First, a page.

UNION, NJ — A group of women are “Baking it Forward” in search of peace and friendship.
Launched on Jan. 1, the “Love thy Neighbor and Bake it Forward” movement was founded by several women who wanted to something to heal the divide that they felt during and after the election season.
In order to do this, they decided to bake banana bread and hand it out to people — most of whom were total strangers — in order to promote peace and unity.
Ann Marie Filidoro, who grew up in Union, told the Union Leader that she felt she had to do something when she saw the increasing divide among people in general.
“With all the division and issues in our country in the last 24 months, I felt I had to do something to help try to heal the country,” Filidoro said in a phone call the week of Feb. 20. “With all that’s going on, I said, ‘that’s it, I’m starting my own movement.” I started baking banana breads and visiting neighbors, some who I know and some that I’ve never met before.”
According to Filidoro, she knocked on doors, introduced herself and offered the freshly baked breads to her neighbors.
“I introduced myself, stating, ‘I’m your neighbor, and I want to wish you a happy new year,’” Filidoro said. “I said, ‘I baked a banana bread for you. With all division in the country right now, I’m just trying to bring some peace and love to people.’”
Filidoro said the reaction was always positive.
“At that point, almost all of my neighbors had big smiles and invited me in,” she said. “We’d talk a bit and I asked them if they would consider baking it forward, if they would then bake something for another neighbor.”
Filidoro said that her idea took off and grew to a group of five women hailing from Union, Elizabeth, Eatontown and Denville.
Brenda Avila, a longtime Union resident, said she met several of the other women in the Bake it Forward movement through church.
“I heard about the idea and loved it,” Avila told the Union Leader in a phone call the week of Feb. 20. “Elizabeth and Union are very multicultural towns; they are very diverse,” Avila said. “I said it was a nice idea. I had never taken the time to meet our neighbors.”
Avila, who is a teacher, said another woman in the group invited the group to her house and the movement started coming together.
“It kind of grew from there,” Avila said. “We knew we wanted to do something, especially now. There’s so much tension, especially with immigrants. We wanted to show that not everyone is negative about that. We embrace immigrants from other countries. We want to show our neighbors that we love them, no matter their beliefs. We genuinely love our neighbors as we love ourselves.”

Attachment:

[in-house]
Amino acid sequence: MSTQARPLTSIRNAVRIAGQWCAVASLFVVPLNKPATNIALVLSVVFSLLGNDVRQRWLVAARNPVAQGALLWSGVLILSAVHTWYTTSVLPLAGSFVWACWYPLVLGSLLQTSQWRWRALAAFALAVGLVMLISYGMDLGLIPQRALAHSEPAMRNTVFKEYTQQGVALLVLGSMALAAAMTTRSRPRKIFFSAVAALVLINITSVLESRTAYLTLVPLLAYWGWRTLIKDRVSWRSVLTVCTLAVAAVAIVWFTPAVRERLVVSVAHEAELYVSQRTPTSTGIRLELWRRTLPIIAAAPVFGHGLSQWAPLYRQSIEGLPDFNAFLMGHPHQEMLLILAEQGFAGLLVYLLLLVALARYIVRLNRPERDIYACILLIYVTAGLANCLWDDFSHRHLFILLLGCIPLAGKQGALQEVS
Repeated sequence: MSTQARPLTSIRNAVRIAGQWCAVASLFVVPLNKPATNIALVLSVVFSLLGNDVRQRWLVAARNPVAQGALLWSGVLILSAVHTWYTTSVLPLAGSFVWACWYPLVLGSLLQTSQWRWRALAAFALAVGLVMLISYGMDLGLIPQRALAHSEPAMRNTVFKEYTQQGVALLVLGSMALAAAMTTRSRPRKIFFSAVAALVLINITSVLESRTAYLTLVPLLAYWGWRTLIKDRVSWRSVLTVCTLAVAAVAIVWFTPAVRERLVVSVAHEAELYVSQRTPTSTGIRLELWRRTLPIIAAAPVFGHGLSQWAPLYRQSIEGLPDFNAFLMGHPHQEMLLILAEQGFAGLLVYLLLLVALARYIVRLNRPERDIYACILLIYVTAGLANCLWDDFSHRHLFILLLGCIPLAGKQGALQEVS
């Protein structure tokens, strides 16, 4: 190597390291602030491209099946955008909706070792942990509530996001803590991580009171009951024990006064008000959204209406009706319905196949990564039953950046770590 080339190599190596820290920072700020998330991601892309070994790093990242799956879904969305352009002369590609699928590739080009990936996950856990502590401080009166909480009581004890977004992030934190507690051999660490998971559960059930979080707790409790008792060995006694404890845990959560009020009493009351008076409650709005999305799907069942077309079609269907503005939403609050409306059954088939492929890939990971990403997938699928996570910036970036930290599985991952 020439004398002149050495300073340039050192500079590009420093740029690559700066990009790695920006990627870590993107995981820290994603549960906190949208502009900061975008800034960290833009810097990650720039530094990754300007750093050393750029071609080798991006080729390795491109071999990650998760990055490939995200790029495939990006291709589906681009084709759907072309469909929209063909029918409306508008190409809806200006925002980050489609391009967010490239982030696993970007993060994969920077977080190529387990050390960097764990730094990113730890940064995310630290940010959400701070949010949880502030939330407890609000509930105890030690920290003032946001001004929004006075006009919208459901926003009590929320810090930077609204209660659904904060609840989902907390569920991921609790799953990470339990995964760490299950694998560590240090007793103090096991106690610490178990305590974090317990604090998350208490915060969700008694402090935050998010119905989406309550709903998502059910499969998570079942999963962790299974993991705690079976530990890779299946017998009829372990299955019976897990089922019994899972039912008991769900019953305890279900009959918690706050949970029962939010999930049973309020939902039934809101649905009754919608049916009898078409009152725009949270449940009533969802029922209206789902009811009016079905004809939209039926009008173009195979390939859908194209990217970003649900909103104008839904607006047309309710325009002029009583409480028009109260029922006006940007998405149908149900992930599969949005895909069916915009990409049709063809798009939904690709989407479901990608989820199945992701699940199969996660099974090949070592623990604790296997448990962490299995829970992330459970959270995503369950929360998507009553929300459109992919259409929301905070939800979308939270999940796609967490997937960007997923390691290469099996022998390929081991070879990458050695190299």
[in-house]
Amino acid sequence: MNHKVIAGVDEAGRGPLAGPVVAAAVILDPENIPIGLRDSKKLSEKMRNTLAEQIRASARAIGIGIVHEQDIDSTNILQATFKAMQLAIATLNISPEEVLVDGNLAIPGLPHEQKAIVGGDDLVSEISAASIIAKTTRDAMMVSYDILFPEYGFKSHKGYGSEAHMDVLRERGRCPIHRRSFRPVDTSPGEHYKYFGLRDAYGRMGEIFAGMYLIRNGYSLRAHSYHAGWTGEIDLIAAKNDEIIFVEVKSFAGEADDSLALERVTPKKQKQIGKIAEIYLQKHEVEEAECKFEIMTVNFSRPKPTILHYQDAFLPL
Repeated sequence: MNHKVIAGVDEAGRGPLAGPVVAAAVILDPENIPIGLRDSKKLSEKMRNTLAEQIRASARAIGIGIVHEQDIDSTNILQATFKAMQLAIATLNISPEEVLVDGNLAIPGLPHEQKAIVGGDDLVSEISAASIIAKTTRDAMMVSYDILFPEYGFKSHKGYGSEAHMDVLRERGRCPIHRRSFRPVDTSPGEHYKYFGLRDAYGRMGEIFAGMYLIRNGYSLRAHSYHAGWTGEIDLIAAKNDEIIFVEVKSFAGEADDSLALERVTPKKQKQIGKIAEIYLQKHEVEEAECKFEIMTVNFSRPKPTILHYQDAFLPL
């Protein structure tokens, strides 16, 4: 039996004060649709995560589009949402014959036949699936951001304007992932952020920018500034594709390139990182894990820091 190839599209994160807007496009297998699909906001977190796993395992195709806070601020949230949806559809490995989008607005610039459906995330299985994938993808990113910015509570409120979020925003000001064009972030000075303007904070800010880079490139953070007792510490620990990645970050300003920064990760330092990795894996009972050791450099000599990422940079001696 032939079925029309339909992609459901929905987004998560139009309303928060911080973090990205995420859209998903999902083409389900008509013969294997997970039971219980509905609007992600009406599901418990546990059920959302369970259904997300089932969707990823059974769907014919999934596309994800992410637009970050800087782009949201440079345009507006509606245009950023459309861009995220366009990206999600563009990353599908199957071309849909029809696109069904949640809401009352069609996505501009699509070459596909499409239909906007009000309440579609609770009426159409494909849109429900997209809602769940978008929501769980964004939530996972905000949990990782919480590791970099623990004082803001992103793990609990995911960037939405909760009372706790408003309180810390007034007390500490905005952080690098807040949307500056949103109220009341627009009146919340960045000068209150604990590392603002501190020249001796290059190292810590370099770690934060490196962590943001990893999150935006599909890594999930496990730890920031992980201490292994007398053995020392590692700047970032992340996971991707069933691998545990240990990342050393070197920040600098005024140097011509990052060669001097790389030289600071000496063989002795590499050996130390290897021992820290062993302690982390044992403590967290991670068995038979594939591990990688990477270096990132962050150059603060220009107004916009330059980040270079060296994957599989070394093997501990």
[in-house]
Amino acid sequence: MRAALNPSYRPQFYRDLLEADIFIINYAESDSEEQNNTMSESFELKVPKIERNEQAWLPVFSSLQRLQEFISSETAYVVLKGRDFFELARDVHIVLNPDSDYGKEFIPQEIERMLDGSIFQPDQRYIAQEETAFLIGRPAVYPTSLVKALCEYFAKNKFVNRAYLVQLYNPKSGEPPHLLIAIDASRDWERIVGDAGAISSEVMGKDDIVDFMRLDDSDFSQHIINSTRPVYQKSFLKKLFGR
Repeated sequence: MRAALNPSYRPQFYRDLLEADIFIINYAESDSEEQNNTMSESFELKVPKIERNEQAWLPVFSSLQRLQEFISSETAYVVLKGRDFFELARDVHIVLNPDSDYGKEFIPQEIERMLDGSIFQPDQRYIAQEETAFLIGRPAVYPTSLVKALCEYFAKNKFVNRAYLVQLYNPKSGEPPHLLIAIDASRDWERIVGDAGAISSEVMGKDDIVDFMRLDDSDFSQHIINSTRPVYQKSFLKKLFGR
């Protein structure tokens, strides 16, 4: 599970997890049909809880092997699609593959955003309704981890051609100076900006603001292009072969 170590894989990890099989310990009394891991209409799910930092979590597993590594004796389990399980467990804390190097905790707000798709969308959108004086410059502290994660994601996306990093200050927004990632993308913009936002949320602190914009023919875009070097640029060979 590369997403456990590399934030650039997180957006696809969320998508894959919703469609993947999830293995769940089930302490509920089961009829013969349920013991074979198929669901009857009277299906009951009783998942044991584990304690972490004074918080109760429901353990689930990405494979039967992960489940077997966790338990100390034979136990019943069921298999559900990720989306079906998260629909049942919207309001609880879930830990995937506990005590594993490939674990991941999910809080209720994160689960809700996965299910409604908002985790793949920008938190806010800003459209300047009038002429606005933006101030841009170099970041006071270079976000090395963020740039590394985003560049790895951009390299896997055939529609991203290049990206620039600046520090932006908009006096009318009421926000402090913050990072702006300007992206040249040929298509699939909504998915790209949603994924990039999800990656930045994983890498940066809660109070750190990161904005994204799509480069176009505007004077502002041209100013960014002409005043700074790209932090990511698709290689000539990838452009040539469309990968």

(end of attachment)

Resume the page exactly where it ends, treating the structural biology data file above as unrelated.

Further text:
The women decided that baking all together in one kitchen would be a fun and productive way of setting out to bake dozens of banana breads all at the same time.
“The idea was to do something, and to make something easy that we can all make together at the same time,” Avila said.
According to Avila, the group split up the ingredients, with some bringing lemon and sour cream, and others bringing bananas and other ingredients.
“We all got together in one kitchen and baked,” Avila said. “Actually, it was quite fun. Anyone can do this. You can host a Bake it Forward party.”
The impact of the simple gesture hit home soon after Avila became involved.
Avila said she decided to hand out the homemade breads to some of the teachers she works with, as well as a custodian.
“We have a new custodian at the school and, when my son got sick, he was very kind and helpful to him,” Avila said. “This man took the time to be kind to my son. A lot of people forget about the maintenance people.”
Avila said she decided to give the custodian a banana bread to show her gratitude.
“He was so surprised that I took the time to find him,” she said. “He was smiling and humbled. It really brought joy to him.”
The baked offering has been a great way to connect with neighbors, Avila added, saying that she recently gave a bread to a neighbor she hardly knew.
“We ended up having a really nice conversation,’ she said. “When you share the bread, people open up. It’s a nice way to break the ice. We’re so busy, and we don’t really take the time to talk to people.”
Filidoro said that her goal is for the movement to grow.
“My goal is to have this spread across the country,” she said. “It’s so simple. It’s a way to bring peace and love thy neighbor. It’s just about loving people. We’re trying to bring peace in these crazy times. A lot of people I went to visit have opposing views, and that’s OK. If someone actually took the time to bake and bring it to someone, that’s a very touching thing. It touches the heart.”